Slickly edited Our Family documents the journey of three generations of transgender female subjects as they discover their sexual identities and blur the line between themselves and what is seen as normal social behaviour, writes Shoma A. Chatterji
SET in Tamil Nadu, Our Family is a different kind of documentary film that for the first time perhaps puts across a powerful statement on alternative sexuality and on new forms of family.
With a running time of 56 minutes with sub-titles in English, the film raises questions. "We decided to make the film when we met Aasha through our friend Pritham K. Chakravarthy, a transgendered subject, who does a one-person performance called Nirvanam (liberation). We wanted to do it as a collaborative project, not one that dictated terms to them," says Anjali Monteiro, who has jointly directed the film with her husband Jayasankar.
The film, through the point-of-view and first-person narrations of three generations of transgendered female subjects, unravels the strange story of how these people have knit themselves together into one family.
Aasha, Seetha and Dhana are bound together by ties of adoption. They belong to the Aravani community called ‘hijras’ in some parts of the country. But these three women are not biologically born as eunuchs. They opt to get out of their male bodies because "we are females trapped within the male bodies," says Pritham, who enacts the experiences of having been gang-raped, having turned into a prostitute to make both ends meet, and finally, to come and settle down in Chennai with a one-woman performance called Nirvana.
Though she is one of the ‘family’ for some intriguing reason, they consider her the only ‘outsider’ and one is not clear why they qualify her like this. Her facial expressions bear the pain of her life, but one can see through the surface pain, the pride that comes across for having been able to make one of the most difficult choices an Indian can make — the right to choose her sex and leave the biological fact of her sex behind her forever.
Asha Bharathi is the ‘grandmother’ of the family. She is also president of the Tamil Nadu Aravnigal Association of Chennai. Seetha, the ‘daughter’ lived with her male partner Selvam in Coimbatore. But sadly, Selvam passed away before the film was publicly screened. He was a young man who understood the needs of his partner completely and did not come in the way of her choices.
Dhana, the youngest, is the adopted daughter of Seetha but her own family has also accepted her choice. So she keeps shuttling between her natural parents and her adoptive one.
The film documents their journey as they discover their sexual identities and progressively blur the lines between themselves and what is seen and interpreted as normal social behaviour.
"They become a regular family. So the woman Seetha does the cooking. She does assert herself but in trying to do so she asserts her womanly identity even more, one of the things that struck us was that they were normal but in trying to be normal they had to play out the politics of being normal in some sense," said KP Jayasankar.
"The local residents have accepted Seetha as one of them. We had a good rapport with them, so when we shot in public spaces there were no issues," says Jayasankar, who along with Montero has made 30-odd documentaries that tackle very unusual social issues.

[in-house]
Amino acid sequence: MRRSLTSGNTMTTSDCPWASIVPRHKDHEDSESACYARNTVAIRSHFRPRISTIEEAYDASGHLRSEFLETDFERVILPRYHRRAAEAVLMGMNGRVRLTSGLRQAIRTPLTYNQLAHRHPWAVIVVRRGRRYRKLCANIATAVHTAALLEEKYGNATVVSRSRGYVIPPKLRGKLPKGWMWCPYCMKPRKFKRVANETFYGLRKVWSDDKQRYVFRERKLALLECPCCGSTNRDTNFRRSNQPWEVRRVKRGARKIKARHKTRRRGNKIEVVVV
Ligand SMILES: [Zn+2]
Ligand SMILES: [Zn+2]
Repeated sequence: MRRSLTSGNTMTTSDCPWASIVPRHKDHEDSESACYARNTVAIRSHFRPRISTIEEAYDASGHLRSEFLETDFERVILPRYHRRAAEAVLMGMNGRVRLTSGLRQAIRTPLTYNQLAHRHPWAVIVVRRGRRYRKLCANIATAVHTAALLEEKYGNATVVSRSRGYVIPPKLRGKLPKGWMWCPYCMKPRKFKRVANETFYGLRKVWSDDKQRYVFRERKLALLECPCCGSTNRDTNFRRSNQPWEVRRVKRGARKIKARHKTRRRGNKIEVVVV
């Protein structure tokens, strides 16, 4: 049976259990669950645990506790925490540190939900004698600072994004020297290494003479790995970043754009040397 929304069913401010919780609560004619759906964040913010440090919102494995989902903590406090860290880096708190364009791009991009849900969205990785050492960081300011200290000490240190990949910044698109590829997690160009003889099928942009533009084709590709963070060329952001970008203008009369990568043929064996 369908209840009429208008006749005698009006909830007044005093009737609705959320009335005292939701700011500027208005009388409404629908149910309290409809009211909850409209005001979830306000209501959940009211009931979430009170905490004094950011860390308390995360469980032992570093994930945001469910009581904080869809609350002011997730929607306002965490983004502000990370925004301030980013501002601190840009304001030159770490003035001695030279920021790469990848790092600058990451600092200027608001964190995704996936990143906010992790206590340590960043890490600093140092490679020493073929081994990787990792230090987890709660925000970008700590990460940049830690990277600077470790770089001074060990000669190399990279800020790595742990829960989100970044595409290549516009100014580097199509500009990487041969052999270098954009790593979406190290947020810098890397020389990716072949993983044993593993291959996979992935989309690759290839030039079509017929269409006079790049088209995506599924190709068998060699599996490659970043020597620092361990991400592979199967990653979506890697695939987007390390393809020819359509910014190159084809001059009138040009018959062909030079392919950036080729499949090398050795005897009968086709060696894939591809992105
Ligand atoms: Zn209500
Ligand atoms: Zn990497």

Our Family is produced by the Centre for Media and Cultural Studies, Tata Institute of Social Sciences. Jointly, this husband-and-wife pair has won 13 national and international awards for their films. "This film has been very special because it deals with a marginalised, socially oppressed and humiliated community. We wanted to discover for ourselves and consequently for the audience, what it means to cross the gender divide, to be free of being ‘male’ just because the biologically determined birth has decided that one is ‘male.’
"We wanted to make a film which would question the way people look at the hijras. We wanted to look at the human rights violation, the stigmas and also look at the warmth and celebratory aspect of it," says Monteiro. Our Family has been made as a collaborative project with the subjects, giving them the space to voice their concerns and reflect on the process of becoming an Aravani. It has been made on a shoestring budget.
"We regard the film as a useful device in their struggle to question social stigma and advocate for the rights of Aravanis in Tamil Nadu," say the directors. The film attempts to bring this offbeat family into the mainstream and make it socially acceptable, throwing up how despite the apparent lack of a power base, the same hierarchy of power that ails patriarchy sustains. The film also explores how all identities are fraught with equations of power. The film has been edited slickly. It takes the viewer to the noted Pal Utru Vizha or the 40th day celebration of Nirvanam, with graphics detailing the meanings of the alternate terms. The film closes on the discussion that boils down to an a fervent appeal from this family and the community they belong to, to look upon them as normal human beings with normal desires and not as genetic freaks.
The camera designedly avoids a voyeuristic gaze and uses ‘their’ stories to raise questions about ‘us’ and our sexualities. The four women, question the straitjacketed sexual identities and preferences society has thrust on its unquestioning masses. Anjalie and Jayasankar have tried to familiarise the unfamiliar, familiarising the unfamiliar: the ‘normality’ of the lives of Aasha, Seetha, Selvam and Dhana question the futility of trying to straitjacket sexual identities and preferences. Our Family subverts all ideas of the family whether they are patriarchal, biological or heterosexual, to give it new dimensions and dynamics.